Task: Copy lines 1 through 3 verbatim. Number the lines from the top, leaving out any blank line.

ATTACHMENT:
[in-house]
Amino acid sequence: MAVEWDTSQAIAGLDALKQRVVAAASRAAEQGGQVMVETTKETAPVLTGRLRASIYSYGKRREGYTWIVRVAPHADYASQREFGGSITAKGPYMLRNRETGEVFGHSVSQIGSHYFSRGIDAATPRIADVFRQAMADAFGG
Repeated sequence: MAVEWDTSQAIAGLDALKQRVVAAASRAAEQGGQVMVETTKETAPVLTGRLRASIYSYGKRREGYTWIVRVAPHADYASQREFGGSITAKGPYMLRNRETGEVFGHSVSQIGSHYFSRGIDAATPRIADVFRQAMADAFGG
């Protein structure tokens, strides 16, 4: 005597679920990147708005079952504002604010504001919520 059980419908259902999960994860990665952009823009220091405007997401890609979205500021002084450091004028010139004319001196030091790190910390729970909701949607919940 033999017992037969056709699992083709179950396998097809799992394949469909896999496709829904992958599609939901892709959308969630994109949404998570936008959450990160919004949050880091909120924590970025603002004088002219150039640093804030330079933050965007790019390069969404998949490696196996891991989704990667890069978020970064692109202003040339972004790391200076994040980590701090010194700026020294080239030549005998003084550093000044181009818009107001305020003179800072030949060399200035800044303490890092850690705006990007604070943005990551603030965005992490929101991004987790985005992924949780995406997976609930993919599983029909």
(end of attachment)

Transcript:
[in-house]
Amino acid sequence: MAVEWDTSQAIAGLDALKQRVVAAASRAAEQGGQVMVETTKETAPVLTGRLRASIYSYGKRREGYTWIVRVAPHADYASQREFGGSITAKGPYMLRNRETGEVFGHSVSQIGSHYFSRGIDAATPRIADVFRQAMADAFGG
Repeated sequence: MAVEWDTSQAIAGLDALKQRVVAAASRAAEQGGQVMVETTKETAPVLTGRLRASIYSYGKRREGYTWIVRVAPHADYASQREFGGSITAKGPYMLRNRETGEVFGHSVSQIGSHYFSRGIDAATPRIADVFRQAMADAFGG